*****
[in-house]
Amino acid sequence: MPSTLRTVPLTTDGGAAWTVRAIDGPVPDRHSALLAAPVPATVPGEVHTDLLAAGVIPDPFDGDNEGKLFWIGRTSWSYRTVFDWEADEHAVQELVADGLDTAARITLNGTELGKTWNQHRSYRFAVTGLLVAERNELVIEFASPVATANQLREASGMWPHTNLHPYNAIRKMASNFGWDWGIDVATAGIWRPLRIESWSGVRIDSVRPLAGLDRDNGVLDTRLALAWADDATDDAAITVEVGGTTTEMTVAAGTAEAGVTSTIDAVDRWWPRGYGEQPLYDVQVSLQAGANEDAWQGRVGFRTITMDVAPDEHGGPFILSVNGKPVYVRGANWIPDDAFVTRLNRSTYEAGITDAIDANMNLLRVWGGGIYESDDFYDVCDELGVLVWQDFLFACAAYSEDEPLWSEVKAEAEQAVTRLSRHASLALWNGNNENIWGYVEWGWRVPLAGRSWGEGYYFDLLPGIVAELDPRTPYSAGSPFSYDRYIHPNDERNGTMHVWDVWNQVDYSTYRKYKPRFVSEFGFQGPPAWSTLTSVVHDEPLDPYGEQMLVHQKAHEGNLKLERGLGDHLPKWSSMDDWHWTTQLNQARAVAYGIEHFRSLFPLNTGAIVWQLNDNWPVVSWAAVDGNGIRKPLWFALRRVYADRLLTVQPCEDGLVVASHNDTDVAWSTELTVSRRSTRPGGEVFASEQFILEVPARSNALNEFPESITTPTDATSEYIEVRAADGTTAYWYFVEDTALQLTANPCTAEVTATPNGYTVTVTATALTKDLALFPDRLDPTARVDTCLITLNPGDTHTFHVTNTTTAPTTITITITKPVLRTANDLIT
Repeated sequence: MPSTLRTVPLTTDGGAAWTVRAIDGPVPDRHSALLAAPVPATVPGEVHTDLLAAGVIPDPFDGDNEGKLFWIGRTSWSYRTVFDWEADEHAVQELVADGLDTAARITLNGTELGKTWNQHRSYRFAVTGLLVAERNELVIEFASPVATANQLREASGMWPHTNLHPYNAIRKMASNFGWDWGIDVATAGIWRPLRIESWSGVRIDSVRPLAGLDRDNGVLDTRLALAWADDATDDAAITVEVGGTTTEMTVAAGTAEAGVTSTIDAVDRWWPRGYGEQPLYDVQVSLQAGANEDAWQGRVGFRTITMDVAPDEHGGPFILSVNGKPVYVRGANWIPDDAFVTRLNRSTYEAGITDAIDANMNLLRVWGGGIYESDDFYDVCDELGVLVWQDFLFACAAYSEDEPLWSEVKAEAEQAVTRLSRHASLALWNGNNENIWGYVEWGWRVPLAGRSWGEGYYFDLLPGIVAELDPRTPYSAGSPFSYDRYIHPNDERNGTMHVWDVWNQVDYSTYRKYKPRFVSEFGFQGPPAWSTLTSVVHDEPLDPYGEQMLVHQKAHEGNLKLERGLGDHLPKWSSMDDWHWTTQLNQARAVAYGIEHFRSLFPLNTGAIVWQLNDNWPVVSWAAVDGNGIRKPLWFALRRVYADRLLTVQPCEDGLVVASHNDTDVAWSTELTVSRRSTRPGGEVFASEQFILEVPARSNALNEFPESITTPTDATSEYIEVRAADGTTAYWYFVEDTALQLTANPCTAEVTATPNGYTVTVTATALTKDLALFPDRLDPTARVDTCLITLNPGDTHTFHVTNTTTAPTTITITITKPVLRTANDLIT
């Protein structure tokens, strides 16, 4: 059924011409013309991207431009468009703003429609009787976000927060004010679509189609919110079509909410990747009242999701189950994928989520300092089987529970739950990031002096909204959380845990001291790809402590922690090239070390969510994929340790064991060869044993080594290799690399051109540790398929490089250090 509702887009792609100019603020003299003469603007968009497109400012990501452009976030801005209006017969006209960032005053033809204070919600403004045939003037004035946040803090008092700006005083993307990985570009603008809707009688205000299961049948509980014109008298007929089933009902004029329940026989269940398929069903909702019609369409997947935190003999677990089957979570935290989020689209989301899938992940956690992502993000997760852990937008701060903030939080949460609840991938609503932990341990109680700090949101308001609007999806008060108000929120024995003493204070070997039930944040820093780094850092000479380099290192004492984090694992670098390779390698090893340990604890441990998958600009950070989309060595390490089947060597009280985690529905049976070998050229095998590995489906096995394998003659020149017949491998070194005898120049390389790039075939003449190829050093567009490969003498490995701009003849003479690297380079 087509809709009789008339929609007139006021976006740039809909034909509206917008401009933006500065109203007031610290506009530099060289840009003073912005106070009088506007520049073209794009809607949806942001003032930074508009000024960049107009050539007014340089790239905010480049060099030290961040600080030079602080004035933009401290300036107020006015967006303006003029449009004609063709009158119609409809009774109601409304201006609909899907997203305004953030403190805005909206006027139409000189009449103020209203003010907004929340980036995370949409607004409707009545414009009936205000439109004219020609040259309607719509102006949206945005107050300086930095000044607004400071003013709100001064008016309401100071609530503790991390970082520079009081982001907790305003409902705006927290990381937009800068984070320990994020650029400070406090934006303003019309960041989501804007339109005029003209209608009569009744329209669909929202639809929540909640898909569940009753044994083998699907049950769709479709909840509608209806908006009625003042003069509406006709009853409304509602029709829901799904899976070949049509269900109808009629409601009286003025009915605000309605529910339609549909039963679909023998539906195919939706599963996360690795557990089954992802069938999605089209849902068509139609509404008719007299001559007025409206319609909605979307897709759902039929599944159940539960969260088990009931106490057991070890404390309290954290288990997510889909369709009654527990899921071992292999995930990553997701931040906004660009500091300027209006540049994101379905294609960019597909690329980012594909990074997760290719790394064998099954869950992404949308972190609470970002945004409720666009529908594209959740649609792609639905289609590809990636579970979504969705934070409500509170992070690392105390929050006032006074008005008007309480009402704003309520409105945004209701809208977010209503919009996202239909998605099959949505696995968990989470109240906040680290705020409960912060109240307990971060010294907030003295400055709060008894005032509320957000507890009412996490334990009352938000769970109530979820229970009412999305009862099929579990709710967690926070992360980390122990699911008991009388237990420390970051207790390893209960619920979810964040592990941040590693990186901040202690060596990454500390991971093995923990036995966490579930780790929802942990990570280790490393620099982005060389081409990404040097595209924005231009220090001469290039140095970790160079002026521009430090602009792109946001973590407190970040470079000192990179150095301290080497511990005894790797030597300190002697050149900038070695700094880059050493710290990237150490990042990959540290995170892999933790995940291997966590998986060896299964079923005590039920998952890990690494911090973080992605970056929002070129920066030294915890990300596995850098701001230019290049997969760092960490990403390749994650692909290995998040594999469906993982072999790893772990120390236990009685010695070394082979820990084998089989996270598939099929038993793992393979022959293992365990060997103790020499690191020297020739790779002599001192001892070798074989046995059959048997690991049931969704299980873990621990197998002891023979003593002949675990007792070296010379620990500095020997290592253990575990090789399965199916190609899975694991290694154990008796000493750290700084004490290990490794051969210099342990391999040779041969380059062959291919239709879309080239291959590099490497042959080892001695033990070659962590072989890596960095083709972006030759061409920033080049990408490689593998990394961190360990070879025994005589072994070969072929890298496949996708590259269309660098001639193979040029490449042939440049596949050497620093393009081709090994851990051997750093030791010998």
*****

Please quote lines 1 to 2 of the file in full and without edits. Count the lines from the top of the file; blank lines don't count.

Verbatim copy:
[in-house]
Amino acid sequence: MPSTLRTVPLTTDGGAAWTVRAIDGPVPDRHSALLAAPVPATVPGEVHTDLLAAGVIPDPFDGDNEGKLFWIGRTSWSYRTVFDWEADEHAVQELVADGLDTAARITLNGTELGKTWNQHRSYRFAVTGLLVAERNELVIEFASPVATANQLREASGMWPHTNLHPYNAIRKMASNFGWDWGIDVATAGIWRPLRIESWSGVRIDSVRPLAGLDRDNGVLDTRLALAWADDATDDAAITVEVGGTTTEMTVAAGTAEAGVTSTIDAVDRWWPRGYGEQPLYDVQVSLQAGANEDAWQGRVGFRTITMDVAPDEHGGPFILSVNGKPVYVRGANWIPDDAFVTRLNRSTYEAGITDAIDANMNLLRVWGGGIYESDDFYDVCDELGVLVWQDFLFACAAYSEDEPLWSEVKAEAEQAVTRLSRHASLALWNGNNENIWGYVEWGWRVPLAGRSWGEGYYFDLLPGIVAELDPRTPYSAGSPFSYDRYIHPNDERNGTMHVWDVWNQVDYSTYRKYKPRFVSEFGFQGPPAWSTLTSVVHDEPLDPYGEQMLVHQKAHEGNLKLERGLGDHLPKWSSMDDWHWTTQLNQARAVAYGIEHFRSLFPLNTGAIVWQLNDNWPVVSWAAVDGNGIRKPLWFALRRVYADRLLTVQPCEDGLVVASHNDTDVAWSTELTVSRRSTRPGGEVFASEQFILEVPARSNALNEFPESITTPTDATSEYIEVRAADGTTAYWYFVEDTALQLTANPCTAEVTATPNGYTVTVTATALTKDLALFPDRLDPTARVDTCLITLNPGDTHTFHVTNTTTAPTTITITITKPVLRTANDLIT